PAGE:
The maximum loan size is £50,000. The loans have a government-mandated interest rate of 2.5% per year and a 6-year repayment schedule. There is no personal guarantee required on the loan application. To be eligible, you’ll need to provide evidence that your business has been adversely affected by the Coronavirus downturn.

As BBL claimants cannot claim any of the other Coronavirus Business Funding schemes, the £50,000 limit means that this scheme is most suitable for small businesses.

The BBL scheme is currently available until 30th November 2020. As the schedule and interest rate are mandated by the government, there won’t be a large variation in terms between lenders, but we still recommend comparing a few of them. The British Business Bank (“BBB”) website has the full list of lenders.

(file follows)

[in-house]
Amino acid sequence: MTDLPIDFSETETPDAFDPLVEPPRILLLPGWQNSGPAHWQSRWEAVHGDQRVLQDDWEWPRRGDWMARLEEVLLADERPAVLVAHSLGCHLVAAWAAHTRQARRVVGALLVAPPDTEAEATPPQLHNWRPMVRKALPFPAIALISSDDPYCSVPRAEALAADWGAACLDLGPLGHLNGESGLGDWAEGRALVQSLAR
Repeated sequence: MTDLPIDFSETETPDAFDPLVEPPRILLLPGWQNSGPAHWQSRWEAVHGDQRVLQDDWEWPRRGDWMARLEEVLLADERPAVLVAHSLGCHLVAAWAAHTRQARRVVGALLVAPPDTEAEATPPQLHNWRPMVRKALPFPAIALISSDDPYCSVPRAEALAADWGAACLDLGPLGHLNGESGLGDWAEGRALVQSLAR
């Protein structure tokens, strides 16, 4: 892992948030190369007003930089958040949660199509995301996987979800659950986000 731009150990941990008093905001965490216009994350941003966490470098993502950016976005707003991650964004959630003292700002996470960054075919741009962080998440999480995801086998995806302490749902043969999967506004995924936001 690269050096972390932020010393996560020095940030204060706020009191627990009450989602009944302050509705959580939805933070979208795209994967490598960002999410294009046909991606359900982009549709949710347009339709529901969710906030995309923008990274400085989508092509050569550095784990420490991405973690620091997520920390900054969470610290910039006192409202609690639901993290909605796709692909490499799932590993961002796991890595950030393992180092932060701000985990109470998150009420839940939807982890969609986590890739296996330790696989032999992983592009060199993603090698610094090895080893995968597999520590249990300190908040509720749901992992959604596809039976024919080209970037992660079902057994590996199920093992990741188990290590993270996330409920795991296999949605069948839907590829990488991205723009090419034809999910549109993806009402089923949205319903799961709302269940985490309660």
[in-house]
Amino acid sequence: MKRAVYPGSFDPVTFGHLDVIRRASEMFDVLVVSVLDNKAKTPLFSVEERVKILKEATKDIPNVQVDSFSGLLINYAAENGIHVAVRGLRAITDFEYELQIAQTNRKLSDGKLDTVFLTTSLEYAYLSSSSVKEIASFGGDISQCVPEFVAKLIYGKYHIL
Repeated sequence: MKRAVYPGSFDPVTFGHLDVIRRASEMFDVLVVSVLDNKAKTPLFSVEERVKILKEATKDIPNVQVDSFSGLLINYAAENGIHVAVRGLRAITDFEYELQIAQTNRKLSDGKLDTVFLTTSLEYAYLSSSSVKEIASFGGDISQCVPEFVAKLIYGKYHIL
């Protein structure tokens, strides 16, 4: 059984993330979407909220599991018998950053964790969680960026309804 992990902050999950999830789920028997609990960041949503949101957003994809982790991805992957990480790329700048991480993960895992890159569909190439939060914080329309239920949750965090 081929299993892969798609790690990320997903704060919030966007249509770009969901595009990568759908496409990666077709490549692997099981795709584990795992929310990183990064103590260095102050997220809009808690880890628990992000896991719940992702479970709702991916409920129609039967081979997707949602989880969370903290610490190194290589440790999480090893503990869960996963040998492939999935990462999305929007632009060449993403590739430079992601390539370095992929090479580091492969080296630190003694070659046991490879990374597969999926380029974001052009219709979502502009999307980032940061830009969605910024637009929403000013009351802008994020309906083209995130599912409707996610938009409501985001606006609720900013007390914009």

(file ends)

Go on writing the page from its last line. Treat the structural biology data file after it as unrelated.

Coronavirus Business Interruption Loan Scheme “CBILS”

CBILS is the next level of business funding available. 

CBILS loans are for businesses with turnover exceeding £250,000 and 3 years of trading history. As with BBLs you’ll need to show that your business has been negatively affected by the Coronavirus downturn. 

Loans between £50,001 and £5 million are available. Loans above £250,000 typically require personal guarantees. Interest rates vary between 1.5% to 13% and the government covers the first year’s of interest repayments.

As with BBL, applications will be accepted until 30th November 2020,although the government is expected to announce an additional scheme or an extension in November.